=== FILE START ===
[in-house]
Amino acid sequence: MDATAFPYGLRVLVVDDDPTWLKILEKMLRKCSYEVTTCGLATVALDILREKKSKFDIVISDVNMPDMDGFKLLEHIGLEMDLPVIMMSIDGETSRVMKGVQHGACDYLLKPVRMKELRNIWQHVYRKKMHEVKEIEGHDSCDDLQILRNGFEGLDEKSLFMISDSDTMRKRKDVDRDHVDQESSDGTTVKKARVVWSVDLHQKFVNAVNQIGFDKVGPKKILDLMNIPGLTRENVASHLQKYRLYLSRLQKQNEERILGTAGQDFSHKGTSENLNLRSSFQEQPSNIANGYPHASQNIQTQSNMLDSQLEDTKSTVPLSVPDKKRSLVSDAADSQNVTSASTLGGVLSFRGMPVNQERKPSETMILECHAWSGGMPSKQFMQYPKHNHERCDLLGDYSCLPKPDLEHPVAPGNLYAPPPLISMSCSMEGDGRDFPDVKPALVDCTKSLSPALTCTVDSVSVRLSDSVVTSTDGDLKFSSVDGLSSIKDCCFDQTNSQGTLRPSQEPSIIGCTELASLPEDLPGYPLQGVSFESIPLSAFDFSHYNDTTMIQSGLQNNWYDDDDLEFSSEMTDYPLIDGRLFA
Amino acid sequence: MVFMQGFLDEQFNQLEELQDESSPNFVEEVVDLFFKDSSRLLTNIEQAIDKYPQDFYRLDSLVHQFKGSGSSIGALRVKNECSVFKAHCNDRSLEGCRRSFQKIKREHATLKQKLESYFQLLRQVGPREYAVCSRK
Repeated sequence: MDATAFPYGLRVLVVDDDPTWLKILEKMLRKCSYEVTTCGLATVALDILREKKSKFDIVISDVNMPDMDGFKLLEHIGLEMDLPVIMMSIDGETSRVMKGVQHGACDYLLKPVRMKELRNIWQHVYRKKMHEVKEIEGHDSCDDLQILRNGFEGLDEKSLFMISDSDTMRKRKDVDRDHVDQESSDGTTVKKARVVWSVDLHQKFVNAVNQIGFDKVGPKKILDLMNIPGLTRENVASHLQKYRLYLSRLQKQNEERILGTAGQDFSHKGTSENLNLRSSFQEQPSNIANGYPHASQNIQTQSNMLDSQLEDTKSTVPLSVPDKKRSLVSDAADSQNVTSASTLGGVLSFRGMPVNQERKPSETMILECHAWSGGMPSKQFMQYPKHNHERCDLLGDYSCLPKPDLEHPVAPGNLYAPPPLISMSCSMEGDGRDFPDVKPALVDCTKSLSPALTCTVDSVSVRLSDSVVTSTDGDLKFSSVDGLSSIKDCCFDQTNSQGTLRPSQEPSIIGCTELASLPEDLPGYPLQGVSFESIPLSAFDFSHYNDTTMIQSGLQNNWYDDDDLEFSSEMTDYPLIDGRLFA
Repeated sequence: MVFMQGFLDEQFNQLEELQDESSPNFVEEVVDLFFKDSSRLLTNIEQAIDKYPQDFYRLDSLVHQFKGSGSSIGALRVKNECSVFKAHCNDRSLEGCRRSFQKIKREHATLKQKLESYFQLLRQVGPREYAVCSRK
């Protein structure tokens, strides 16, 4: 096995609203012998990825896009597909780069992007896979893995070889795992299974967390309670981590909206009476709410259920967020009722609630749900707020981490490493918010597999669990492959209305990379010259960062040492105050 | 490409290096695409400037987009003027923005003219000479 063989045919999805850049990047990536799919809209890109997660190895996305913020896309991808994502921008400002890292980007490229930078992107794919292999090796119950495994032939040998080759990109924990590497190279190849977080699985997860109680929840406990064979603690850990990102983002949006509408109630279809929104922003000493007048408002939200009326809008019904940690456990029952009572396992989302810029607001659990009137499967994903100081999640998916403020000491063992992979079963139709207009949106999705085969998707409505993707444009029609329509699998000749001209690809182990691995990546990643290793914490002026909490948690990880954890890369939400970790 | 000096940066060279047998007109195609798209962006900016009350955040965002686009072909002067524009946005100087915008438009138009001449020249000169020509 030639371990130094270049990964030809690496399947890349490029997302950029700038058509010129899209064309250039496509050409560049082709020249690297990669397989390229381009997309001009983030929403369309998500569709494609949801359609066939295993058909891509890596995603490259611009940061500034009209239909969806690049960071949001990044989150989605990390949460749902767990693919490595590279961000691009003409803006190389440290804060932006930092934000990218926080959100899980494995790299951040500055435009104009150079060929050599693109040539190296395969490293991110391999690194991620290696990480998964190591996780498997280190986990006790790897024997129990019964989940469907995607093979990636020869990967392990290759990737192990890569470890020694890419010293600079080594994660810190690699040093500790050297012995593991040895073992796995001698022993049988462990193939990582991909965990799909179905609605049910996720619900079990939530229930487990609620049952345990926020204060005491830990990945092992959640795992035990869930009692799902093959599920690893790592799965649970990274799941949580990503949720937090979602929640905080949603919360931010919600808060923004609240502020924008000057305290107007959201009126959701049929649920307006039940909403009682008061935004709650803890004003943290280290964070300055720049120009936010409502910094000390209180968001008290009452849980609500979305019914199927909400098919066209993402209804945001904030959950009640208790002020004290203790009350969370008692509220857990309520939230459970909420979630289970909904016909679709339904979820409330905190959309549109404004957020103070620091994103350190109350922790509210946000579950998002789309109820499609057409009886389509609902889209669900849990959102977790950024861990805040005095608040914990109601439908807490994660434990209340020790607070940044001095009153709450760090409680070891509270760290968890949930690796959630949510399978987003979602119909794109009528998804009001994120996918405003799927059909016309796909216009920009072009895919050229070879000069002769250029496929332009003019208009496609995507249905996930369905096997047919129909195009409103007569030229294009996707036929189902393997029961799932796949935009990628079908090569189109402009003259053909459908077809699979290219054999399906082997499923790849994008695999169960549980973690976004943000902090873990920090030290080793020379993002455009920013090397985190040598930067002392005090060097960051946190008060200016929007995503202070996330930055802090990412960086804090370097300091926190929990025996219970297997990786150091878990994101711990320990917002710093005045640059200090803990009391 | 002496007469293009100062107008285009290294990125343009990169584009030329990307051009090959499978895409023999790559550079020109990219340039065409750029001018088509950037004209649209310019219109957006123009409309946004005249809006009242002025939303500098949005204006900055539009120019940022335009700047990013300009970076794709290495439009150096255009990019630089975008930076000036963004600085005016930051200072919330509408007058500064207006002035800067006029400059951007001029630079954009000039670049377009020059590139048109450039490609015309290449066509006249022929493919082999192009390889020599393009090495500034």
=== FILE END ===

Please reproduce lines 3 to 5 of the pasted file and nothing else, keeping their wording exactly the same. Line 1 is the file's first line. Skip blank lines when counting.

Amino acid sequence: MVFMQGFLDEQFNQLEELQDESSPNFVEEVVDLFFKDSSRLLTNIEQAIDKYPQDFYRLDSLVHQFKGSGSSIGALRVKNECSVFKAHCNDRSLEGCRRSFQKIKREHATLKQKLESYFQLLRQVGPREYAVCSRK
Repeated sequence: MDATAFPYGLRVLVVDDDPTWLKILEKMLRKCSYEVTTCGLATVALDILREKKSKFDIVISDVNMPDMDGFKLLEHIGLEMDLPVIMMSIDGETSRVMKGVQHGACDYLLKPVRMKELRNIWQHVYRKKMHEVKEIEGHDSCDDLQILRNGFEGLDEKSLFMISDSDTMRKRKDVDRDHVDQESSDGTTVKKARVVWSVDLHQKFVNAVNQIGFDKVGPKKILDLMNIPGLTRENVASHLQKYRLYLSRLQKQNEERILGTAGQDFSHKGTSENLNLRSSFQEQPSNIANGYPHASQNIQTQSNMLDSQLEDTKSTVPLSVPDKKRSLVSDAADSQNVTSASTLGGVLSFRGMPVNQERKPSETMILECHAWSGGMPSKQFMQYPKHNHERCDLLGDYSCLPKPDLEHPVAPGNLYAPPPLISMSCSMEGDGRDFPDVKPALVDCTKSLSPALTCTVDSVSVRLSDSVVTSTDGDLKFSSVDGLSSIKDCCFDQTNSQGTLRPSQEPSIIGCTELASLPEDLPGYPLQGVSFESIPLSAFDFSHYNDTTMIQSGLQNNWYDDDDLEFSSEMTDYPLIDGRLFA
Repeated sequence: MVFMQGFLDEQFNQLEELQDESSPNFVEEVVDLFFKDSSRLLTNIEQAIDKYPQDFYRLDSLVHQFKGSGSSIGALRVKNECSVFKAHCNDRSLEGCRRSFQKIKREHATLKQKLESYFQLLRQVGPREYAVCSRK